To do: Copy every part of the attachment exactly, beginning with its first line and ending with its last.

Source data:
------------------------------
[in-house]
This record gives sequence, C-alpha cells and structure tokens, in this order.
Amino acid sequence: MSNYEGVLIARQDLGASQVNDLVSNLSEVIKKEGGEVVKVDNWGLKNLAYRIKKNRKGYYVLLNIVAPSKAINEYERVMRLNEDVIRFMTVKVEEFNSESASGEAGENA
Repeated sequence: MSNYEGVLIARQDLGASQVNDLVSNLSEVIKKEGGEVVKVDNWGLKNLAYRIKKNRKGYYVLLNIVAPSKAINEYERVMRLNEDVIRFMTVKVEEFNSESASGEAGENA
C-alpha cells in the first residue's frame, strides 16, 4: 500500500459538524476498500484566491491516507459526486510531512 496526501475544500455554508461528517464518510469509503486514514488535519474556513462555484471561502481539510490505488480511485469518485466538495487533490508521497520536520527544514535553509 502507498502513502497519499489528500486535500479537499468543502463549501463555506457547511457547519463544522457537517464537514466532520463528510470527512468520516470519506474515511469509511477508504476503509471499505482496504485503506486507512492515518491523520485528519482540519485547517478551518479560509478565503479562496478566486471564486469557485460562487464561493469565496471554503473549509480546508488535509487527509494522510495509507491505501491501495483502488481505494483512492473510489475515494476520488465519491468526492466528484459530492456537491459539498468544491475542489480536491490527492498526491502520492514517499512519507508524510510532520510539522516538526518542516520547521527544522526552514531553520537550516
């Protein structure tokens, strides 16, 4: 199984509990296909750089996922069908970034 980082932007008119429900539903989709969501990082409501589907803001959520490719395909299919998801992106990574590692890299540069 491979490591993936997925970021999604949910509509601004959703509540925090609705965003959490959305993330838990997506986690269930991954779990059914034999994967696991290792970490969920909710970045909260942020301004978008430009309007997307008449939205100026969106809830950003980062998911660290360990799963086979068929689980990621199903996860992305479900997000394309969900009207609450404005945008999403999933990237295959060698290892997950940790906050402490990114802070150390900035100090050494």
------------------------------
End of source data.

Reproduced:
[in-house]
This record gives sequence, C-alpha cells and structure tokens, in this order.
Amino acid sequence: MSNYEGVLIARQDLGASQVNDLVSNLSEVIKKEGGEVVKVDNWGLKNLAYRIKKNRKGYYVLLNIVAPSKAINEYERVMRLNEDVIRFMTVKVEEFNSESASGEAGENA
Repeated sequence: MSNYEGVLIARQDLGASQVNDLVSNLSEVIKKEGGEVVKVDNWGLKNLAYRIKKNRKGYYVLLNIVAPSKAINEYERVMRLNEDVIRFMTVKVEEFNSESASGEAGENA
C-alpha cells in the first residue's frame, strides 16, 4: 500500500459538524476498500484566491491516507459526486510531512 496526501475544500455554508461528517464518510469509503486514514488535519474556513462555484471561502481539510490505488480511485469518485466538495487533490508521497520536520527544514535553509 502507498502513502497519499489528500486535500479537499468543502463549501463555506457547511457547519463544522457537517464537514466532520463528510470527512468520516470519506474515511469509511477508504476503509471499505482496504485503506486507512492515518491523520485528519482540519485547517478551518479560509478565503479562496478566486471564486469557485460562487464561493469565496471554503473549509480546508488535509487527509494522510495509507491505501491501495483502488481505494483512492473510489475515494476520488465519491468526492466528484459530492456537491459539498468544491475542489480536491490527492498526491502520492514517499512519507508524510510532520510539522516538526518542516520547521527544522526552514531553520537550516
């Protein structure tokens, strides 16, 4: 199984509990296909750089996922069908970034 980082932007008119429900539903989709969501990082409501589907803001959520490719395909299919998801992106990574590692890299540069 491979490591993936997925970021999604949910509509601004959703509540925090609705965003959490959305993330838990997506986690269930991954779990059914034999994967696991290792970490969920909710970045909260942020301004978008430009309007997307008449939205100026969106809830950003980062998911660290360990799963086979068929689980990621199903996860992305479900997000394309969900009207609450404005945008999403999933990237295959060698290892997950940790906050402490990114802070150390900035100090050494």